Maggie is not all that necessary in this episode and it wisely does not cut back to her too often, as we know Maggie and what she is after. Sasha and Bob have not been all that developed and the episode, once again, does a good job of keeping them moving, while also delving into who they are and what they are about. As stated, this episode is basically dealing with coming to terms with having people with you, as opposed to going it alone. This concept is yet another string off the long-running series mantra that involves dealing with the dire nature of the world having ended and how to move on in a life filled with so many dead, but it is met with the idea of hope, which springs up every so often. Sure, not every episode of The Walking Dead has a dour conclusion, but seeing the show embrace the idea that things could be alright is nice to see clearly expressed once and a while, and given how scattered and lost most of these characters are, it is nice to see some tiny victories for our heroes; especially when they don’t involve massive fires.
From an action standpoint, The Walking Dead continues to deliver, but I should point out two sequences in particular. Daryl opening a door to find a pack of walkers was an effectively creepy and thrilling sequence. The claustrophobic hallways and a dead end in the basement amped up the tension, only to end on Daryl discovering the whole kidnapping scenario. Sasha ruining Maggie’s ice cream truck hiding spot was another fine sequence, as it comes on the heels of Sasha’s deep thoughts about what to do next. Seeing two strong female characters handle a group of walkers is fine (and it looked great and nasty), but finding a way to balance that with their development as characters, which is evidenced in Maggie’s well written speech about asking for help, was an even better conclusion.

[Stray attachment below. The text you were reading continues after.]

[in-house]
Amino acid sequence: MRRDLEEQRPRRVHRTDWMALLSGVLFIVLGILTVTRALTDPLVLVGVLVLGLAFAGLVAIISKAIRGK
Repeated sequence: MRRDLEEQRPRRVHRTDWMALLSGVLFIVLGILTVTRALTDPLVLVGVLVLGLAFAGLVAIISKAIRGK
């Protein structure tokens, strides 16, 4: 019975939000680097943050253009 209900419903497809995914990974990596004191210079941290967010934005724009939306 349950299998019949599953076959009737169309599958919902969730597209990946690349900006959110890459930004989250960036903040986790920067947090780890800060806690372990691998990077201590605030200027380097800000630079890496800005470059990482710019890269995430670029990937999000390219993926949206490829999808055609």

It does not seem to matter much at this point whether next week will be another limited character episode or not, as it has been a good shift for the series as a whole. What will matter is if the next couple episodes can proceed down a similar path, before it likely unites them in the finale. Despite being effectively portrayed, walker violence is not something I necessarily crave and while this episode featured a good amount of it, it came along with some nice character work and advancement of the story. Sure, we are still stuck with a lot of dirty people walking through the woods, avoiding walkers, but again, it’s sometimes nice to just appreciate the tiny victories in this life.
- Zombie Kill of the Week: Mainly because the practical thinking, but Maggie taking down the zombie and then using its blood to leave a note (“always leave a note”) was a good play.
- Additional titles for this episode: “When Daryl Met Bobby”, “Zombies in the Mist”, and “My Girl Beth”
- I really loved the shot of the walker not quite being able to reach Bob through his makeshift fence, while Bob stares back in the most emo moment of this episode.
- So I am aware that some are finding a lot more “sexual tension” between Daryl and Beth than I am. I am holding onto the thought that this is more a “brother-sister” vibe between them, but if you think AMC is all about shipping these two (separated by nearly 20 years) than so be it.
- “Toughest Person I’ve ever met” – Really Bob? Have you seen Michonne…or Daryl…or even Carl?
- What about Bob? Personally, I think Bob is bound to sacrifice himself for the greater good at the end of this season.
- “Why hurt yourself, when you can hurt other people?” – As I figured, we have not seen the last of the marauders that invaded Rick’s shelter a few weeks ago.
- I probably would watch an episode (or webisode) about the one-eyed dog. He’s probably seen some serious shit.
- Kidnappings, Terminus, and evil on-foot motorcycle gangs? Is it possible for this season to not end all scattered?
- Thanks for reading and feel free to hear what myself and a few other fans of the show have to say about the series on the The Walking Dead TV Podcast.